I trimmed the tartan pieces to the sizes I wanted, and pleated one by scoring alternately at 1 inch and 1/2 inch, using my Scor-Pal score board.
I made a series of parallel cuts from the edge of the other piece to a distance of half an inch, each 1/16 inch apart, and then ruffled these with my finger to separate them, and create the illusion of the fringe on the apron of a kilt.
Laid over the pleated piece, here is a mock-up of the kilt, with the template I drew of a sporran.
I took a small piece of scrap card and embossed it, using the Tim Holtz Texture Fade embossing folder “Cracked.” I cut the shape of the top of the sporran from this, so that the lines radiated outwards. I painted the card with black acrylic paint, and when dry, I dry-brushed it with silver acrylic paint, as per Lindsay the Frugal Crafter’s recent tutorial on faux metal – a brilliant tutorial – so simple yet so effective, with a hundred uses.
I then took a piece of heavy scrap cardstock and created a piece of faux leather from it, from the instructions which were part of Andy Skinner’s online course “Timeworn Techniques,” which I downloaded before we moved house. The results are quite astonishing – not only does it look like real old leather, but it feels like it too! I used the same Tim Holtz embossing folder for this as I used for the sporran top, to give a nice crumpled distressed look.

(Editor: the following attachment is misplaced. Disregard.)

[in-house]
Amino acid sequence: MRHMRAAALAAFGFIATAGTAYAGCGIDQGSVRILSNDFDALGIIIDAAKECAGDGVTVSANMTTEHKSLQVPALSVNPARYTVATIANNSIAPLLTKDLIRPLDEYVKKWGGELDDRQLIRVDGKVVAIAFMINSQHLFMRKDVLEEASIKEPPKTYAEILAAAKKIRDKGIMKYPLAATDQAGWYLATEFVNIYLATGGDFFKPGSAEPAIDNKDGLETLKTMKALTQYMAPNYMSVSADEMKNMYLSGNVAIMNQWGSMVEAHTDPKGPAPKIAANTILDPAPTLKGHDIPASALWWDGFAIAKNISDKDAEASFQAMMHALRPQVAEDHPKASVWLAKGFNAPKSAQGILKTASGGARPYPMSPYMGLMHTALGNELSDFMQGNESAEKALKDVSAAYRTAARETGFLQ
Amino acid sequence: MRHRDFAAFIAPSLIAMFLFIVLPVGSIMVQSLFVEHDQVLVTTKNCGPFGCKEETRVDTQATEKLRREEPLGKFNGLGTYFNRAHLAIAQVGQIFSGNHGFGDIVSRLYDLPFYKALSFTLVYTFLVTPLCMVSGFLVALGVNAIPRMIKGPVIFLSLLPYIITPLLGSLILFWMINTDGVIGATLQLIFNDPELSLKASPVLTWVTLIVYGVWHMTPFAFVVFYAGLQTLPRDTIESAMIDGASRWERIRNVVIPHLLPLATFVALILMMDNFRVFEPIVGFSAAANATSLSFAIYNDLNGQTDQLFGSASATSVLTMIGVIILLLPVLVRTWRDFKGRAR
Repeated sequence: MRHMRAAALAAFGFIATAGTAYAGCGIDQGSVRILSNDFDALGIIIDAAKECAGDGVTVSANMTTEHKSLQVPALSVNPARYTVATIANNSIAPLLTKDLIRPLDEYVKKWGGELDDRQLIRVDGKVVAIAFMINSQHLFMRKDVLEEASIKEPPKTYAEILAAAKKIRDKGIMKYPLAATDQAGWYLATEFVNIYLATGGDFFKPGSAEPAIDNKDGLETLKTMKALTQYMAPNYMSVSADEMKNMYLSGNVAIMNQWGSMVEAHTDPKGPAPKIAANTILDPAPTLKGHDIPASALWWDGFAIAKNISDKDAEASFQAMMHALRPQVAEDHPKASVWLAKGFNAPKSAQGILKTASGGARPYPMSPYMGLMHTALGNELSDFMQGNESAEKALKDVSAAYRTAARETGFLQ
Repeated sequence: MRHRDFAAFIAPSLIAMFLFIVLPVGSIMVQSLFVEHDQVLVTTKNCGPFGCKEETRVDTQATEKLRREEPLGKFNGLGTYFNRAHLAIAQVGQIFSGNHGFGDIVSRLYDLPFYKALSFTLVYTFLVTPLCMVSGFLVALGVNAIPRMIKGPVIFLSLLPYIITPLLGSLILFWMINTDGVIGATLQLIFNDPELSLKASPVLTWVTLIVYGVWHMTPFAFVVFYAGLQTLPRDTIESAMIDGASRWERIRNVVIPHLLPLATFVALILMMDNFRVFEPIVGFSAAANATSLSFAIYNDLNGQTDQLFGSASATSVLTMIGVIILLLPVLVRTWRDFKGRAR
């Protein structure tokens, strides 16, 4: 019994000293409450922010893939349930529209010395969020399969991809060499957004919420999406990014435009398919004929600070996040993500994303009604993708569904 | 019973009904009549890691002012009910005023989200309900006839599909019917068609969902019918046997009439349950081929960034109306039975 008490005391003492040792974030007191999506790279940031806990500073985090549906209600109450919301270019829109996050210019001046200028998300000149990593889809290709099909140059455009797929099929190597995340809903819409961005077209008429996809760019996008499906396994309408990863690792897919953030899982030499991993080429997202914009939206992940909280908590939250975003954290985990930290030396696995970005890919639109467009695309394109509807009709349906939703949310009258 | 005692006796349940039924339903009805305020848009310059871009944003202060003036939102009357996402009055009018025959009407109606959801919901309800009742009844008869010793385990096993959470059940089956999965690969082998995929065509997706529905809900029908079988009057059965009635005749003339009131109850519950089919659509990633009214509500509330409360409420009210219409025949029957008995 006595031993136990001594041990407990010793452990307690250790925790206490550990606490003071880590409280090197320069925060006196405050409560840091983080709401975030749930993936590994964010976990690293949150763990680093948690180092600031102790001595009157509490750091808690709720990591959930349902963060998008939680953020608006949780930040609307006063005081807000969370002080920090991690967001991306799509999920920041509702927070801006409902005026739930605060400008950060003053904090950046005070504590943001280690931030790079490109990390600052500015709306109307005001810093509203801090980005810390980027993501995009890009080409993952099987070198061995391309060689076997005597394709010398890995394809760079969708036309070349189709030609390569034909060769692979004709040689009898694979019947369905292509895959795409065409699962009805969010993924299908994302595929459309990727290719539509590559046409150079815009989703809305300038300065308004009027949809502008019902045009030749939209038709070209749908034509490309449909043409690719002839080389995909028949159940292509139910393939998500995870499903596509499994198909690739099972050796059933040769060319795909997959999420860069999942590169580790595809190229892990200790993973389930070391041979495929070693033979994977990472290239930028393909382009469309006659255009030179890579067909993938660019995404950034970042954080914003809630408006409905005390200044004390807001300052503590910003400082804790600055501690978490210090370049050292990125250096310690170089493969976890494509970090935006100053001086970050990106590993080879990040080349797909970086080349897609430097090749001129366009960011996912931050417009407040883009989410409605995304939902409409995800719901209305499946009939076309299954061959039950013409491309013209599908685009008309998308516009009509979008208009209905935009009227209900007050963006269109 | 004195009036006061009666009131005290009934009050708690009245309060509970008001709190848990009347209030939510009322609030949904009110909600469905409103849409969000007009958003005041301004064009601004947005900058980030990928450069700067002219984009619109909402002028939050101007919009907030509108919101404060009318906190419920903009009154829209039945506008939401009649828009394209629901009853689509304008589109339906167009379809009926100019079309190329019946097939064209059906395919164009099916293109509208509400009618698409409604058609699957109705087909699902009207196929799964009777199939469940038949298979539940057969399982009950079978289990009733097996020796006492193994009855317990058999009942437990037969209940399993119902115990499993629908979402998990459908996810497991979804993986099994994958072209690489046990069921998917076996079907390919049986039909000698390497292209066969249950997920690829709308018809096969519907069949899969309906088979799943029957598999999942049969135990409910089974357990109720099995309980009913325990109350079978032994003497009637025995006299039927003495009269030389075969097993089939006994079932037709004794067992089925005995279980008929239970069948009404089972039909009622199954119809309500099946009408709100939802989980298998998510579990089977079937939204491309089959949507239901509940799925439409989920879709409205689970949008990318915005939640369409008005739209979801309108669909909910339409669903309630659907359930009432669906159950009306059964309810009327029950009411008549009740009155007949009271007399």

Here is a mock-up of the wee sporran. I created three tassels from silver thread that I wrapped around a narrow piece of scrap card to get the length. The tops of the tassels were made from triangles of craft metal rolled around a cocktail stick, and the thread on the top of each tassel was threaded through the top of this and passed through a hole in the faux leather, secured with a knot on the back, and secured by glueing another piece of cardstock on the back of the sporran piece and trimming it close to the edge. The undersides of the metal tubes were stuck down onto the surface of the faux leather with Scotch quick-dry adhesive to keep the tassels in place on the surface.
I pierced a line of holes around the edge of the sporran using my Tim Holtz ruler which has holes at 1/16 in intervals along its length, with the aid of a piercing tool, and then ran a line of backstitch through these holes with waxed carpet thread, securing the ends on the back as I did for the tassels.
The “metal” top of the sporran is just laid in place on the above photo. I have glued it onto several thicknesses of cardstock to make it nice and thick, and it will be attached to a tag which will go inside the sporran, and be removed with the “clasp” that I shall form on top of the faux metal piece. The tag will have a photo and/or journaling on it. The sporran will be glued to the kilt apron and chains will pass from the top on each side, to the edges of the kilt pieces.
Watch this space for the continuation of this Scottish themed page and the completion of the kilt and wee sporran.